One of the striking features of polling of referendum vote intentions to date has been that polls conducted by phone have been producing more favourable results for Remain than those undertaken via the internet. Inevitably, this has raised the question of which set of polling numbers (if either) should be believed. This analysis paper assesses the evidence produced by the attempts to answer this question and considers what guidance it gives us as to which set of results is more likely to represent accurately the current distribution of voting intentions amongst the general population.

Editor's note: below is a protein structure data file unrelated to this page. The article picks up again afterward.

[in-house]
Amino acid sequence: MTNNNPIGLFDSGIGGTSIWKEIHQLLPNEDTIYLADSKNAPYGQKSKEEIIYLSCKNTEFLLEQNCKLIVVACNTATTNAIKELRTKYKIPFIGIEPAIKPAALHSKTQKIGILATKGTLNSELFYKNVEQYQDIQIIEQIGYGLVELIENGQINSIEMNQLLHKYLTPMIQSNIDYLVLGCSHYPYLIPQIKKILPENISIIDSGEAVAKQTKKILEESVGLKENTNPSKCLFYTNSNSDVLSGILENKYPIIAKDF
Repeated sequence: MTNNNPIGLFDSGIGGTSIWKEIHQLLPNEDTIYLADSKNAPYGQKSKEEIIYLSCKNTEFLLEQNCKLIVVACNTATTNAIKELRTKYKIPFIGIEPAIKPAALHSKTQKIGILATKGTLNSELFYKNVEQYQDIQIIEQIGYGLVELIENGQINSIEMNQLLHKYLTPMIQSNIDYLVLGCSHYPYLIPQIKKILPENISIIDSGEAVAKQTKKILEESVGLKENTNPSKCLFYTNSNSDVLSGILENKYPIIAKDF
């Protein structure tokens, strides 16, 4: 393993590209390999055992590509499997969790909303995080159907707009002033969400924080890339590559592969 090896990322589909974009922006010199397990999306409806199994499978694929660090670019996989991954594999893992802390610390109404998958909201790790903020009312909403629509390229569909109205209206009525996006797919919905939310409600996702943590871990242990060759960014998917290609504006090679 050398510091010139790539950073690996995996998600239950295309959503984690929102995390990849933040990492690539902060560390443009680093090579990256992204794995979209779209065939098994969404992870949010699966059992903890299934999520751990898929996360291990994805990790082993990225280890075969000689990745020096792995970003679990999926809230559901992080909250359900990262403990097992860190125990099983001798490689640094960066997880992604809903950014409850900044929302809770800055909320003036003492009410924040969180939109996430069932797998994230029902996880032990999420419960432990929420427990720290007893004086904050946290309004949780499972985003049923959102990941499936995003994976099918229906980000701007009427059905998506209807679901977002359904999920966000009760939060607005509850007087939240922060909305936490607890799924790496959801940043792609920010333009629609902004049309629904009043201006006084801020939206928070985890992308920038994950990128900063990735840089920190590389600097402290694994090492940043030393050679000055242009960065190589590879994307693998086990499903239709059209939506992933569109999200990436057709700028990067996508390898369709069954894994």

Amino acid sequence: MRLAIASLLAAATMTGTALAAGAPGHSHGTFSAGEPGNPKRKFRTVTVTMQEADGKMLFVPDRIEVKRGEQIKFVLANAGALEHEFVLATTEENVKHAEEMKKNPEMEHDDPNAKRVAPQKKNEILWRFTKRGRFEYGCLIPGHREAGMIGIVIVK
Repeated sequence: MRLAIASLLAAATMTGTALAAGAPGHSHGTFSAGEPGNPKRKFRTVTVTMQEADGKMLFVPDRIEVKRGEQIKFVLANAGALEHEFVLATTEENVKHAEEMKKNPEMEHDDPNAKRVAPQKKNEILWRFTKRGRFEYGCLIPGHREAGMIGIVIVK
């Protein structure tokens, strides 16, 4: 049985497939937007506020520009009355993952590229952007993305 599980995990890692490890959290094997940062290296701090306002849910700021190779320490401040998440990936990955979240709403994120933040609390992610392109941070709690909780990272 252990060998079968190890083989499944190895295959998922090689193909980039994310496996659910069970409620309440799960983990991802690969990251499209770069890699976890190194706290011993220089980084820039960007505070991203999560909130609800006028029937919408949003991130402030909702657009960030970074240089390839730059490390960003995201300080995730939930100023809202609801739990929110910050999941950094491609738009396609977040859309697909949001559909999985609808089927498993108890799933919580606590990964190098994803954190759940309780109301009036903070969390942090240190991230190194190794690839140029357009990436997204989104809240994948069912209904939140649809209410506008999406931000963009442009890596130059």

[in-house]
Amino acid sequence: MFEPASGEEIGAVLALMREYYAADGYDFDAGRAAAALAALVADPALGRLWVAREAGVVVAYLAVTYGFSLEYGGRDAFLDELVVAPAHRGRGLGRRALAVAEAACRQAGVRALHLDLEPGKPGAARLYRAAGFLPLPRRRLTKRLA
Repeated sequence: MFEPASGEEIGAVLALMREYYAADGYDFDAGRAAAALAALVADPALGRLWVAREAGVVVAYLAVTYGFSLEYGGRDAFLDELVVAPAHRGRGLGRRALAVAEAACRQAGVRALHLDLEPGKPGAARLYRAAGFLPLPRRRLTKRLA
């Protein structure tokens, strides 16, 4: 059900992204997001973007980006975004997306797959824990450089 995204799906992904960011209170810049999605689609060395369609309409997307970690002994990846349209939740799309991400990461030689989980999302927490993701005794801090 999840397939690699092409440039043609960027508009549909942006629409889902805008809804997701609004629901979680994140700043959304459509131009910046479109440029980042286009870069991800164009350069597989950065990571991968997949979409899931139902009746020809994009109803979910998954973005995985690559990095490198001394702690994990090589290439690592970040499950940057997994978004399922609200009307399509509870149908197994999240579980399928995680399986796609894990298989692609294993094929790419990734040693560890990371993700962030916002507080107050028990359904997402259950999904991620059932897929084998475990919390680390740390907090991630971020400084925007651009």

Two ways of polling, two sets of results
- Phone polls have been producing more favourable results for Remain than those undertaken via the internet.
- On average, internet polls are suggesting a tight race while phone polls are putting Remain slightly ahead.
The ‘Don’t Know’ issue
- On average, phone polls tend to report a lower proportion of ‘Don’t Knows’.
- Are some respondents reluctant to say that they are inclined to vote Leave?
- Are phone or internet polls finding too many people in one group or too few in another?
The role of education
- Should pollsters be reporting information about respondents’ educational background?
Read the full analysis paper:
The Divergence Between Phone and Internet Polls: Which Should We Believe?